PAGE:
"On the most exposed parts of the open coast Katherina's eggs are shed in July, at least in the central California region, but in Puget Sound sexual maturity comes a month or two earlier. Strangely enough, on at least one occasion Katherina was found to be not only the commonest chiton but one of the most prevalent of all littoral forms, in a British Columbia locality almost completely protected from wave shock (but directly fronting a channel to the open coast), an anomalous situation recalling the remarks of the ecologist Allee (1923) to the effect that if the search is long enough one can turn out very nearly any animal in any environment, however far-fetched."

Bay and Estuary: Rocky Shores - Low-tide Horizon
221. "Of chitons, the black Katharina (177) can be expected on relatively exposed shores. The giant brick-red Cryptochiton (76) occurs also, but the specimens are smaller than those found on the central California coast. One or more species of Mopalia will also be found, as differentiated in 128. M. muscosa is known to occcur in such sheltered localiaties as Elkhorn Slough (in the subspecies hindsii, according to MacGinitie, 1935c) and San Francisco Bay, with a total range extending from the Shumagin Islands to Lower California. Puget Sound specimens are sexually mature in July and August."
Bay and Estuary: Rocky Shores - Low-tide Horizon
237. "In the northern waters there are several under-rock chitons that we have met before, noticeably the small, red-marked Ischnochiton mertensii (128). Although the still smaller Lepidochitona hartwegii occurs from Alaska to Lower California, it is listed here as well as in 36 because it seems to be charactersistic of the quiet-water, under-rock associations in Puget Sound. It is a broad oval in outline, is colored a dull olive green, and is rarely more than an inch long."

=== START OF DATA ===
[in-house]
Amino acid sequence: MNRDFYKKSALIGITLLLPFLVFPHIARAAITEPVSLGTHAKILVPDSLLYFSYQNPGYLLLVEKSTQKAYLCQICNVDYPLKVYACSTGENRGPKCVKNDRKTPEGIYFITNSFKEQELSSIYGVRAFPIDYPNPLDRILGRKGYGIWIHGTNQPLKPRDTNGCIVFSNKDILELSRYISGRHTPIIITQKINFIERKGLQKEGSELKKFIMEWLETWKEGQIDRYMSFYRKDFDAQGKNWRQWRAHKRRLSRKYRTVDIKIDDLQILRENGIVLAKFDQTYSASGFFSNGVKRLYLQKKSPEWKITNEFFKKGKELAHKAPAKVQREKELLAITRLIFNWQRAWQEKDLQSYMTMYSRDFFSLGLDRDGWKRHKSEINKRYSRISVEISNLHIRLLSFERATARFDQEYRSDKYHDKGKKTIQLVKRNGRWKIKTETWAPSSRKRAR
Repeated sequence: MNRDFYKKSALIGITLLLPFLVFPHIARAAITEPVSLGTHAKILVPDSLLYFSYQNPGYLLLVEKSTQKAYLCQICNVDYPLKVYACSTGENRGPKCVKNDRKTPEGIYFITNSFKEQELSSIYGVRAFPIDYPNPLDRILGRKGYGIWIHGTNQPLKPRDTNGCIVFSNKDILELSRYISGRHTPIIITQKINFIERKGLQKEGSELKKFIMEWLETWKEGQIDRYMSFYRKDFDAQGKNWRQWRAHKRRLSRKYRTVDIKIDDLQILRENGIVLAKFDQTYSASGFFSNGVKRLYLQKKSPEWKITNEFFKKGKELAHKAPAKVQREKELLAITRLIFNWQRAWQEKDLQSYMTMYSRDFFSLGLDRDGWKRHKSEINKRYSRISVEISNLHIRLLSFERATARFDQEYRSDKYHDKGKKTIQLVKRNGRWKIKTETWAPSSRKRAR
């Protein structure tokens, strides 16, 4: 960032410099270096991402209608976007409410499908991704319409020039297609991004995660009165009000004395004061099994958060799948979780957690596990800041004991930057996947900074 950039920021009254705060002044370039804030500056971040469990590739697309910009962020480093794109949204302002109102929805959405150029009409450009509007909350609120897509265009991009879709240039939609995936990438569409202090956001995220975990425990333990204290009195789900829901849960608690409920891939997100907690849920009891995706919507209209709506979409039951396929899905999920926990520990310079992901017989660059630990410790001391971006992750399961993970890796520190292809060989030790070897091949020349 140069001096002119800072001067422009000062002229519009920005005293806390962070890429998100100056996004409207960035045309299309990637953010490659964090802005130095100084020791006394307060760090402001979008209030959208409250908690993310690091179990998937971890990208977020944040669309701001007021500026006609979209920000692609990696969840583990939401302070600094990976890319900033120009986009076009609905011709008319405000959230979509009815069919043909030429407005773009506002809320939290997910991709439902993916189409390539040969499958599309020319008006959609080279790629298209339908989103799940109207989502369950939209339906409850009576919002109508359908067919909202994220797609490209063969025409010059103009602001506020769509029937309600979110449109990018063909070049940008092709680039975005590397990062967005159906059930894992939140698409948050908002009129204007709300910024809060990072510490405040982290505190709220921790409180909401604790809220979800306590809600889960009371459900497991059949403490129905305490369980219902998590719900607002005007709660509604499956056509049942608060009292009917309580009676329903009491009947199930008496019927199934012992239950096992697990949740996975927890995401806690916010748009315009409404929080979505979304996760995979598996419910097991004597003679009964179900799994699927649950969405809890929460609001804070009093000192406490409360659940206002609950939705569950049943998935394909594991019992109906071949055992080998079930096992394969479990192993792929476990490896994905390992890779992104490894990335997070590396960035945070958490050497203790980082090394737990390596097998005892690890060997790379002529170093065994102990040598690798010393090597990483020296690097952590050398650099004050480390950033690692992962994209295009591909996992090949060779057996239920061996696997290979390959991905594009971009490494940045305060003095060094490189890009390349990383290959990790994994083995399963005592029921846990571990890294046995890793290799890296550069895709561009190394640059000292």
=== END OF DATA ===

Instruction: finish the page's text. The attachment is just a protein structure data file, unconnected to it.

Concluding Remarks
Robert Roy van de Hoek
The chitons (sea cradles) fascinated Ed Ricketts, more than many of the other invertebrates that he studied. The proof of this conclusion for me exists in following ways. For example, the only color plate in the 1948 edition is of the chitons as reproduced here in this web page. There are also numerous black & white photographs of chitons in both the 1939 and 1948 editions of Between Pacific Tides. In addition, it is noted in his comments in the books, Sea of Cortez, Between Pacific Tides, but also in his field notes of trips to British Columbia, Mexico, and southern California. To discover more about why chitons fascinated Ed Ricketts so much in the first place, one needs to begin by reading his published passages collectively on chitons (sea cradles). His writings exist in three books: Sea of Cortez, Between Pacific Tides, The Outer Shores.. The annotated appendices of his two books also enlighten us to his interest in sea cradles (chitons). The little things make all the difference such as the simple mention of Point Conception with a great colony of Katherina. Does that mean that Ed Ricketts was able to find access to Point Conception, because today there is no access for all, let alone one marine biologist, unless you have access to a wealthy individual with keys to the roads. Hopefully someday, this stretch of coast can become a National Seashore, so the public can see these wonderful chitons and the lighthouse. Perhaps the lighthouse might become a youth hostel or a visitor center to the public, where a marine naturalist watches over the delicate marine resources.